Guest blog: RenewableUK: ‘Enough is enough’ from the press?

By Charlotte Webster

The last thing the UK wind industry needed at its annual RenewableUK conference in Glasgow last week was to wake up to the BBC, Daily Mail and Telegraph  headlines ‘enough is enough for onshore wind’.

Prompted by Energy Minister John Hayes’ unauthorised and policy defying comments ahead of his, later discarded, RenewableUK speech, the press lapped up his controversial quick punch to renewables despite a fast putting in place by Hayes’ boss Secretary of State for Energy and Climate Change Ed Davey.

This unwelcome episode in the anti-renewables press saga was, arguably, just another opportunity for the Mail and Telegraph to roll out their long held sentiment no doubt fuelled by increasing PR from the oil and gas lobby.

Measuring media sentiment

Indeed, CCgroup’s latest research on the media’s attitude to renewables confirms a strong anti-renewables bias in the UK’s five most read papers: The Daily Mail, The Daily Telegraph, The Daily Mirror and The Sun.

Our full findings will be published at the end of November, but, in short, we’ve found reporting to be dominated by reactive, negative stories with less than 10% of articles including a quote or viewpoint from a spokesperson for the renewables industry.

This temperature gauge was reinforced at the RenewableUK communications session “How Others See Us – Public Perception and Rebalancing the Media Narrative” by Steven Vass, Deputy Business Editor, at Scotland’s Sunday Herald. In analysing how the media perceives the wind industry, in the top circulating 11 national papers, he found a marked shift from positive to negative coverage from 2009 to 2012.

-In October 2009 Vass found 24 positive articles, 15 neutral and seven negative. By March 2011 this had swung to 19 negative, 11 neutral and only seven positive.
– This month, October 2012, saw an even bigger jump to the negative with a staggering 40 negative pieces, not nearly balanced by 21 neutral and eight positive.

Why the democratic deficit?

Vass argued that this imbalance was fuelled by years of communications complacency from the wind industry, unwilling to accept the investment made by fossil fuels in communication. He argued that this resulted in lack of co-ordination, poor messages and reluctance to spend money.

He asked simply ‘Why don’t your stakeholders speak to the media?’

Another cause of the silent renewables voice was explored by Dr. Chris Jones, from the department of Psychology at the University of Sheffield.

Jones has been observing theories of ‘goal pursuit’ in an attempt to address the ‘democratic deficit’.

– His argument is that it’s not just ‘Nimbyism’ preventing public acceptance of wind, but that because opponents act locally with regards to a specific goal, rather than globally, they actively speak out.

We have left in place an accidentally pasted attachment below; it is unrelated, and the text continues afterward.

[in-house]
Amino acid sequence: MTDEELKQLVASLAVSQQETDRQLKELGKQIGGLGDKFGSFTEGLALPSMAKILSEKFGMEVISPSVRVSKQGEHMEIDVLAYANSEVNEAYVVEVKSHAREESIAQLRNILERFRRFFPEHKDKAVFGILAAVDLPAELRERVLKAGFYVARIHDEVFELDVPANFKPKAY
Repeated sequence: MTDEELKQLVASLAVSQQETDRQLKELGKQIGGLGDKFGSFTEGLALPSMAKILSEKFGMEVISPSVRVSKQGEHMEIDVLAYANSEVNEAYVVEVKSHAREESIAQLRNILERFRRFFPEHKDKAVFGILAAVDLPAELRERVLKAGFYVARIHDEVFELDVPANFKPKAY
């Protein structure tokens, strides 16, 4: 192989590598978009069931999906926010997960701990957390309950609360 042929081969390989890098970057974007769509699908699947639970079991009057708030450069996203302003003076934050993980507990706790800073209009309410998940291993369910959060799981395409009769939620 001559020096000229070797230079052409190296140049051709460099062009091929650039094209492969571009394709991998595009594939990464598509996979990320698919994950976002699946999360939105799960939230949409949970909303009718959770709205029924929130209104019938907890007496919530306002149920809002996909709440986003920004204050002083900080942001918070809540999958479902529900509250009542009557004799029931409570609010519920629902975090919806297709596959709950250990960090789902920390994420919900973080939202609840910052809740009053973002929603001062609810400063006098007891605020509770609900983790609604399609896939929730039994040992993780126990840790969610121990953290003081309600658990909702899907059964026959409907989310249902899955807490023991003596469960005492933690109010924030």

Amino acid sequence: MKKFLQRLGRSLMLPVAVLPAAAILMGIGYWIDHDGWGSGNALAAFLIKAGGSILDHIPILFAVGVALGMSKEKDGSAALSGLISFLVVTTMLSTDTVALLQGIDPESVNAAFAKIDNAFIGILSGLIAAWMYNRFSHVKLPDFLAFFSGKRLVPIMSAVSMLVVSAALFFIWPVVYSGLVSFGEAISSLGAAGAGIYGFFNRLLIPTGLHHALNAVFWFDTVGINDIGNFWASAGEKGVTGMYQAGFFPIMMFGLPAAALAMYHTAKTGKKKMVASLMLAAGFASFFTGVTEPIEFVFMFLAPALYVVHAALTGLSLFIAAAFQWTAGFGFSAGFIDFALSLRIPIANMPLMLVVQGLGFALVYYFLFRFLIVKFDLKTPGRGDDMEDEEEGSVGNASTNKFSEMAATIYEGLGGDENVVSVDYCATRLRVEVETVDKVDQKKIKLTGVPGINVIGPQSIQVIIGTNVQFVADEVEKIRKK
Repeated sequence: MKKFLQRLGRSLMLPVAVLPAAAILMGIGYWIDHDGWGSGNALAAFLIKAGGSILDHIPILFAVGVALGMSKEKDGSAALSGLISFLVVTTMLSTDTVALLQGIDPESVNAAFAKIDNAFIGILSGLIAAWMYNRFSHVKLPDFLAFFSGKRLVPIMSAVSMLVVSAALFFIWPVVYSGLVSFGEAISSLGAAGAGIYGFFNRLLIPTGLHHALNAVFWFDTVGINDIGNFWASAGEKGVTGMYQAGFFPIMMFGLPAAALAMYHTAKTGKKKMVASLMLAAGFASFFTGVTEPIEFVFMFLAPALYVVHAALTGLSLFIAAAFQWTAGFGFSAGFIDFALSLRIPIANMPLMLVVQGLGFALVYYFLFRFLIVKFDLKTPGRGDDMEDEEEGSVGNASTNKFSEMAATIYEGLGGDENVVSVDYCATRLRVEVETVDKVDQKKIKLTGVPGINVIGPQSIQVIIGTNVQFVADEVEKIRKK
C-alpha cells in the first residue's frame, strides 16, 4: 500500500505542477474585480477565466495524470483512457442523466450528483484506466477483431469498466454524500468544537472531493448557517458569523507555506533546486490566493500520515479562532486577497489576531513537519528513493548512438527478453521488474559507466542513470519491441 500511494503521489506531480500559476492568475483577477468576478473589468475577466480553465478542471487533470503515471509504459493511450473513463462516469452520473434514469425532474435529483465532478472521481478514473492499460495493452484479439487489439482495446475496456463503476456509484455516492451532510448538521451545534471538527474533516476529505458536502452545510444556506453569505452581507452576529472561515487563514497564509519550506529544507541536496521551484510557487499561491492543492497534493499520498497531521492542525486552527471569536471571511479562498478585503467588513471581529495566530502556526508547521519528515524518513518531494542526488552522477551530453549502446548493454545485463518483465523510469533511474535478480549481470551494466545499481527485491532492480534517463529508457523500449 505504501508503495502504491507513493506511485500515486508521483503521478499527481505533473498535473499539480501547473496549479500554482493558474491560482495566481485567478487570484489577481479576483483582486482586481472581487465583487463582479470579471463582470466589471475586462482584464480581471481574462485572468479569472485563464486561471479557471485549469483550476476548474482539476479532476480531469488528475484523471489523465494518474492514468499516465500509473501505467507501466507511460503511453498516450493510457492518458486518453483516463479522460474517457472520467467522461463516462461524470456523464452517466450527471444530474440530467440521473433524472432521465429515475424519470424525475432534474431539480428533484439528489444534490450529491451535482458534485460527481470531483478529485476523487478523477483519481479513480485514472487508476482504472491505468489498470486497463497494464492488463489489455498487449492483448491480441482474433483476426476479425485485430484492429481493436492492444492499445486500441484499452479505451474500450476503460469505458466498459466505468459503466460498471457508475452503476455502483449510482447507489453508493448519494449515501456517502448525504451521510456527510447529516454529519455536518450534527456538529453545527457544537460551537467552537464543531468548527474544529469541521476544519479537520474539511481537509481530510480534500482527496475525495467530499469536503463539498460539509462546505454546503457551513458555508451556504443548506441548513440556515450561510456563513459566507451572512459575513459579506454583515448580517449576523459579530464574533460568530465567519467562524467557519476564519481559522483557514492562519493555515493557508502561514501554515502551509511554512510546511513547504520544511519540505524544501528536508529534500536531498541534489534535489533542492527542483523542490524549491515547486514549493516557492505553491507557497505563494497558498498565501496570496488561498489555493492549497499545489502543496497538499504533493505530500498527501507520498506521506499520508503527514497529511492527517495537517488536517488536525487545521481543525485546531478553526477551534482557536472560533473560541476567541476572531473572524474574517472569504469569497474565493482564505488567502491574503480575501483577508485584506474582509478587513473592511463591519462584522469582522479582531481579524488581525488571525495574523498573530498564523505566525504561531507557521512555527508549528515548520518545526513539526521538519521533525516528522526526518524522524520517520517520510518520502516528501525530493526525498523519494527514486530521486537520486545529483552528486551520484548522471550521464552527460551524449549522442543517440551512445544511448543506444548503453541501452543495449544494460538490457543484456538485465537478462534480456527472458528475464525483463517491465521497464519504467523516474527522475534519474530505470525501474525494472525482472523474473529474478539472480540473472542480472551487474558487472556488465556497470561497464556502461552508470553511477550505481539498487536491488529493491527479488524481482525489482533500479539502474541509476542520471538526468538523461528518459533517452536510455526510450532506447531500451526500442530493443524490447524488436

– Proponents of climate change and energy security, the majority, become a minority because their goals are more global in nature. They are more inclined to be silent.
– As controversy sells, this minority group is given more of a hearing by the media, amplifying its voice. This makes the ‘minority group’ the majority.  This leaves the supportive majority perceiving themselves as a minority.

Jones’ insight is perhaps not news to renewables per se., but it does reinforce the point that the industry is simply not getting a fair hearing reflective of its public support.

How to proceed: Act fast and get mean.

As Steven Vass argued, renewables has some way to go in correcting the bias. We agree, and strongly suggest it needs to:

1/ Find its voice with the right spokesperson, or at least an alignment between spokespeople

2/ Be clear with its message – one that links emotional AND rational cases

3/ Create intelligent content based on its vision, the issue it’s solving and its ability to deliver

4/ Act fast on rebuttal and get mean. It needs to face up to the fossil fuel industry and claim its turf.

Is the renewable industry going to make a stand and say ‘enough is enough’ from the press? We certainly hope so.

This was first published at ccgroup.

Charlotte is head of clean technology at CCgroup, having joined them in June 2012. Former PR Manager at Solarcentury, Charlotte has over eight years’ Clean Technology and sustainable business PR experience. Charlotte co-launched SolarAid, a charity that aims to replace kerosene lamps with solar alternatives in developing countries. She holds a BSc. in Geographical Sciences from the University of Bristol and has trained in PR, journalism and documentary production. 

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